The marathon vs. the mile: pre-race musings

I have my first mile race in well over a year (and my second mile race ever) on Sunday, a run down one of the main streets in Tuckahoe, which is less than half a mile from my house. It’s a tuneup for the goal race in a few weeks, a mile race down Fifth Avenue in Manhattan. By the time that rolls around on September 24th I will have been training for it for nearly 3 months.

Three months of training to run for (I hope) fewer than 6 minutes? That seems a little crazy. But is it? For a few years I trained for 6+ months to run a marathon and usually had very little to show for all that time, effort and commitment. Of the 6 marathons I ran I can only say that I felt totally prepared and confident before one of them, the More 2008 race. Not coincidentally, that was my biggest jump in improvement, although not my PR. But it was the last marathon I was prepared to race properly.

I don’t know how I’ll feel in a few weeks when I line up on Fifth Avenue, but that’s okay because the stakes aren’t nearly as high. Sure, if I have a bad race I’ll be unhappy about it. Three months of training is still significant. But I’m finding the anticipation of the mile vs. the marathon to be a completely different experience. A poor outcome will, I suspect, also be a whole different ball of wax.

One reason for this is, obviously, the distance and recovery time. For a mile, I’d need a minimum of 6 weeks buildup and a week to recover. Triple or quadruple that for the marathon. But beyond the obvious, there are a few other major differences I can think of:

Performance Feedback: When you race a marathon it may take you a third or more of the race to realize that you’re having a bad day. That’s a terrible feeling. Then you have to decide to drop out, or struggle through to the finish. In a mile, by halfway through the race you’ll have a good sense of how the race is going to go. By then, you’re practically there anyway.

Trial Runs: For the mile, you can race a time trial before your goal race. Part of me thinks it’s a bad idea to race Tuckahoe; if the race goes badly it could screw with my confidence. On the other hand, I’ll have two weeks to work on any weaknesses I see. So I’ll use the opportunity. You can’t race a marathon to prepare for a goal marathon. It’s just too far. So marathon morning holds the worst kind of mystery. I don’t miss that aspect at all.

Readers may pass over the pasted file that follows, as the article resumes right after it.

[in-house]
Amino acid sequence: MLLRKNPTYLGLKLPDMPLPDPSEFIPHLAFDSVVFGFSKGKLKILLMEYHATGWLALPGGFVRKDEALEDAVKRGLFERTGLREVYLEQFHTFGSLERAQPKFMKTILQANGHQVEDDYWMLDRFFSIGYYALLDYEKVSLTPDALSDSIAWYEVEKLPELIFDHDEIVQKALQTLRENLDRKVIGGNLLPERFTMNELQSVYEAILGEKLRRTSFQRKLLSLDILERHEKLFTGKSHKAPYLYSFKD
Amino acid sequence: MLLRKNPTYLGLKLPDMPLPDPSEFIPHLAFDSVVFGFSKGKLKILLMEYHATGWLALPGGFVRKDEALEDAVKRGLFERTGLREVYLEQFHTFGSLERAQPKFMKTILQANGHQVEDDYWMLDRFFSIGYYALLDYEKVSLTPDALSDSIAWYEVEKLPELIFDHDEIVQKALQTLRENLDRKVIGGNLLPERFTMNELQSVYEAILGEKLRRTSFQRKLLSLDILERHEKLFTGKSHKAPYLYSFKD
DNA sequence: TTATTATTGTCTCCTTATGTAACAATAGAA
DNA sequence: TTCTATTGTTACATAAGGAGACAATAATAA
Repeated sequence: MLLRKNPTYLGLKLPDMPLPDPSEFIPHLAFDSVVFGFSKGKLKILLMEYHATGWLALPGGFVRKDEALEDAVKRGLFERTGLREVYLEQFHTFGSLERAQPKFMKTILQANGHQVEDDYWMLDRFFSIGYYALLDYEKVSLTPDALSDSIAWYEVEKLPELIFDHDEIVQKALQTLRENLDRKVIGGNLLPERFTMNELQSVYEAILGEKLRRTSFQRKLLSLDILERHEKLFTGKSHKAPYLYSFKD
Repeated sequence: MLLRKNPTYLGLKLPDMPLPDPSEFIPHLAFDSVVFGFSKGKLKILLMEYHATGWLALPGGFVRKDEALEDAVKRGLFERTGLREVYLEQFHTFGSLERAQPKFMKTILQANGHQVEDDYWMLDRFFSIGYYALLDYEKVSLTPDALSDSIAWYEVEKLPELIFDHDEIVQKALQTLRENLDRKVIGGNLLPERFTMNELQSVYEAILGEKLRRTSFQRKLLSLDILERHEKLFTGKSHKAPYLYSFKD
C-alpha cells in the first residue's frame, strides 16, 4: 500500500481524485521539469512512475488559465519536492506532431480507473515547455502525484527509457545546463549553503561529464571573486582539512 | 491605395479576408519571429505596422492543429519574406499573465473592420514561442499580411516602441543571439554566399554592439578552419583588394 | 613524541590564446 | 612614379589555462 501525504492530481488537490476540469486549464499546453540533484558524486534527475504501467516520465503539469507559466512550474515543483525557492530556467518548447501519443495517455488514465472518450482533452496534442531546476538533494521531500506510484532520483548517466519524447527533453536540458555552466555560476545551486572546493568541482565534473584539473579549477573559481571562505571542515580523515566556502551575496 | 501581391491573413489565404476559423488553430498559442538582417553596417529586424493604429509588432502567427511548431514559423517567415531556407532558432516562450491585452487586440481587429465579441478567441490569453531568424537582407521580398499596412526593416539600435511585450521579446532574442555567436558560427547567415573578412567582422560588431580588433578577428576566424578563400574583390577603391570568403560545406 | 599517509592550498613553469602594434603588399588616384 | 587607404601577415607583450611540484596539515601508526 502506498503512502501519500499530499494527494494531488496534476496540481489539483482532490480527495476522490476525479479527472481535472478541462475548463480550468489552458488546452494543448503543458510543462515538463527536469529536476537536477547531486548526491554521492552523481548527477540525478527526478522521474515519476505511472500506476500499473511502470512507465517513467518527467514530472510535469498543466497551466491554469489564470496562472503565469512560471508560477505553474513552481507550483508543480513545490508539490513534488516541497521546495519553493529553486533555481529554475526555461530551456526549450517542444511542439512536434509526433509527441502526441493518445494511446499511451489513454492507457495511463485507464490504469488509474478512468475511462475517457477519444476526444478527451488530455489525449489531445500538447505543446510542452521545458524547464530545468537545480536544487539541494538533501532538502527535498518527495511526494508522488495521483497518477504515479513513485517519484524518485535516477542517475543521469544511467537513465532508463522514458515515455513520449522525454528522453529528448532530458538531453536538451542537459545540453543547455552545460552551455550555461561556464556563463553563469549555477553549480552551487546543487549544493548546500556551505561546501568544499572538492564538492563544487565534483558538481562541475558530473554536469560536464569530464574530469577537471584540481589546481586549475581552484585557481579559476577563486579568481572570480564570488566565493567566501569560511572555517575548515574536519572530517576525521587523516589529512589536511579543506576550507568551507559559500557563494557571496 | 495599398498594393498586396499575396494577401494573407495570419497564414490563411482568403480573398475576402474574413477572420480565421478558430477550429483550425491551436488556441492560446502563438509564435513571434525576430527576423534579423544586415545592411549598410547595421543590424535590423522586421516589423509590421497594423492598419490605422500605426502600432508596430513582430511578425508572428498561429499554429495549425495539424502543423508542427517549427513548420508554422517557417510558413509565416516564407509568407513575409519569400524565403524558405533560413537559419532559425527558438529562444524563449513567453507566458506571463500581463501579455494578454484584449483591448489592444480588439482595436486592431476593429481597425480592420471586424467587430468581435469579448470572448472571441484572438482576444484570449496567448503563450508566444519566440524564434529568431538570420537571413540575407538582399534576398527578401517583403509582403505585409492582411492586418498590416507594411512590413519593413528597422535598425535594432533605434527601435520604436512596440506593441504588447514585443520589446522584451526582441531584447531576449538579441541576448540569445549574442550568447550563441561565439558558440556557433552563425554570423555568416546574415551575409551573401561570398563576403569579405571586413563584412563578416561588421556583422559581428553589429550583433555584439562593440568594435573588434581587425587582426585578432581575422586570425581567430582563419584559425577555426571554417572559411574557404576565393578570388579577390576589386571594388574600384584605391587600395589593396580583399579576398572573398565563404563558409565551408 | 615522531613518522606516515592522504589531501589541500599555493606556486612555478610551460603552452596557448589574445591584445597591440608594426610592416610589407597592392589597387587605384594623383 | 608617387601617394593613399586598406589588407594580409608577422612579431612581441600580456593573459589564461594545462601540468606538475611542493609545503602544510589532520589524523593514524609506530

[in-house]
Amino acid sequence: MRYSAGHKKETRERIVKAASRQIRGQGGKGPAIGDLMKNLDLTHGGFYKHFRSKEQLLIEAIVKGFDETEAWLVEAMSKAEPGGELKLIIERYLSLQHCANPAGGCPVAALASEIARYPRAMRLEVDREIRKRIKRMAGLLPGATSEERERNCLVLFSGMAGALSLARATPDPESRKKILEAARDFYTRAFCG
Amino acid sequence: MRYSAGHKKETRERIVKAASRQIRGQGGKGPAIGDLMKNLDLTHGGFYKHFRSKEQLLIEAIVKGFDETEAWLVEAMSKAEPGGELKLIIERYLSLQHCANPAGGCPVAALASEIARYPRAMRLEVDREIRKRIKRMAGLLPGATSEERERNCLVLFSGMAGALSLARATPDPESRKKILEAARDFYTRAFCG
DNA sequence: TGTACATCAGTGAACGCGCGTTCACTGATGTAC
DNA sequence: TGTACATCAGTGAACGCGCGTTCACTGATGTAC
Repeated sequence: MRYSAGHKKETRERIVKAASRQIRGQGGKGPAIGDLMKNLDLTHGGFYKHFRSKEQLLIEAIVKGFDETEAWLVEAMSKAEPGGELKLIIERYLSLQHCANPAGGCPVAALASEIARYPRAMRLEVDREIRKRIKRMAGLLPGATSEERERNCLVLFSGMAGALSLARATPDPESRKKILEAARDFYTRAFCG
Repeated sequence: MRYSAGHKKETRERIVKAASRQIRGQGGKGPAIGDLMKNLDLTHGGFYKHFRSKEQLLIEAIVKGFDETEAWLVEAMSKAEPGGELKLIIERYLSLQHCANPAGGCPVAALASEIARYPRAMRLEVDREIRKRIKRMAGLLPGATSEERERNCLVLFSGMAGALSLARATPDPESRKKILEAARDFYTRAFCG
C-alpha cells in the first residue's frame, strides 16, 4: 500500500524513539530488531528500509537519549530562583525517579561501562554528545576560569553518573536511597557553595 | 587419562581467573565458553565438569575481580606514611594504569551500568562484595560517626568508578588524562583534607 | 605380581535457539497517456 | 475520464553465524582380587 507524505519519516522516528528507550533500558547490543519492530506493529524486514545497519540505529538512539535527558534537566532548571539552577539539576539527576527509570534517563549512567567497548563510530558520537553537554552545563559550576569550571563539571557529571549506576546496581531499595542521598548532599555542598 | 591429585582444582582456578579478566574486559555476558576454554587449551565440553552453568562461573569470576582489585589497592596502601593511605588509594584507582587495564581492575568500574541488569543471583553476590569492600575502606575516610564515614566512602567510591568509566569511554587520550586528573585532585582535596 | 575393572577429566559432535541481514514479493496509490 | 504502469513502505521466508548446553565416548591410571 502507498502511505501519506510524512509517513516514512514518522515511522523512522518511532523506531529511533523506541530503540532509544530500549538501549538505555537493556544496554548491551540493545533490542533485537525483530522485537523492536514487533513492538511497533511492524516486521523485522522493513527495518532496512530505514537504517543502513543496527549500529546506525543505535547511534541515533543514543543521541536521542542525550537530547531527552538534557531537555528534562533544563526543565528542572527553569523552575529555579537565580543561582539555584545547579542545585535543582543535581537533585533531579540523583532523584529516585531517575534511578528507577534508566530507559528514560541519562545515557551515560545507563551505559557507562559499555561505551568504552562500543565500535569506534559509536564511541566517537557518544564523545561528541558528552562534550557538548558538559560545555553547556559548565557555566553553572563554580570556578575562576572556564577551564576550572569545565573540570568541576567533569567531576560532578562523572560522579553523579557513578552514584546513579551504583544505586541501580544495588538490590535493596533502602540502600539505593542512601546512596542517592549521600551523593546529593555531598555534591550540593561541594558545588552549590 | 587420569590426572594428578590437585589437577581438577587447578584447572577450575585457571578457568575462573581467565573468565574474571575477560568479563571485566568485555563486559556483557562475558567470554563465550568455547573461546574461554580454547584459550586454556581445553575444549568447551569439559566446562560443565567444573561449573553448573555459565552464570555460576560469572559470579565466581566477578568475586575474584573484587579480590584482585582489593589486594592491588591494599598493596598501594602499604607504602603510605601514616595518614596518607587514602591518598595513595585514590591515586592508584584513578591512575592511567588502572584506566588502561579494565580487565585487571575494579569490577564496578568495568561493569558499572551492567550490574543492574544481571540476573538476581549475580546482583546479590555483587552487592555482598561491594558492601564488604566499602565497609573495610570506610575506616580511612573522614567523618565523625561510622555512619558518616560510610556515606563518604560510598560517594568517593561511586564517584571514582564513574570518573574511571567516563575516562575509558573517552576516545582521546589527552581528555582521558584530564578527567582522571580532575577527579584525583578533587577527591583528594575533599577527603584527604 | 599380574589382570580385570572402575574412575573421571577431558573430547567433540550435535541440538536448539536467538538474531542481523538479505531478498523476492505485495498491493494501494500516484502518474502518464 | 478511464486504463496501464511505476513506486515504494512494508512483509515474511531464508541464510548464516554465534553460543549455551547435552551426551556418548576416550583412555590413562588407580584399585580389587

Training Foundation: My next goal after the Fifth Avenue Mile is a 5K in January. I’ll have around 15 weeks to train for that distance. That’s plenty of time even starting from just basic aerobic fitness. But I have to believe that coming from peak mile training is going to do wonders for my 5K time.

As for strategy, I had one when I raced the mile and the 1500 last year. In the case of the mile, awful weather put the kibosh on running a good race. In the case of the 1500, I ran the first lap a little fast and probably paid for it later; but overall it was a successful race. Probably one of my most successful races, now that I think about it. Perhaps that’s what makes the distance so attractive — I have this crazy suspicion that I could be quite good at it (relatively speaking, since I’m old for a sophomore miler) if I applied myself in the form of specific training.

I should have good data gathered from Tuckahoe and a 5K race a few days after that. Then I’ll do some 800s on the track in the week prior to Fifth Avenue. That should tell me what to target for the quarter mile splits. I do know that the pain in the 1500/mile was something I have trouble describing, but no trouble remembering. And it was sharply distributed between the mental and physical realms. The worst part mentally was the third lap (800-1200m). The worst part physically was the last 300-400m. I never thought racing could actually make my entire body — including the sides of my head — scream in pain, but the mile will do that.

I will reacquaint myself with that pain on Sunday. Strangely, I’m looking forward to it.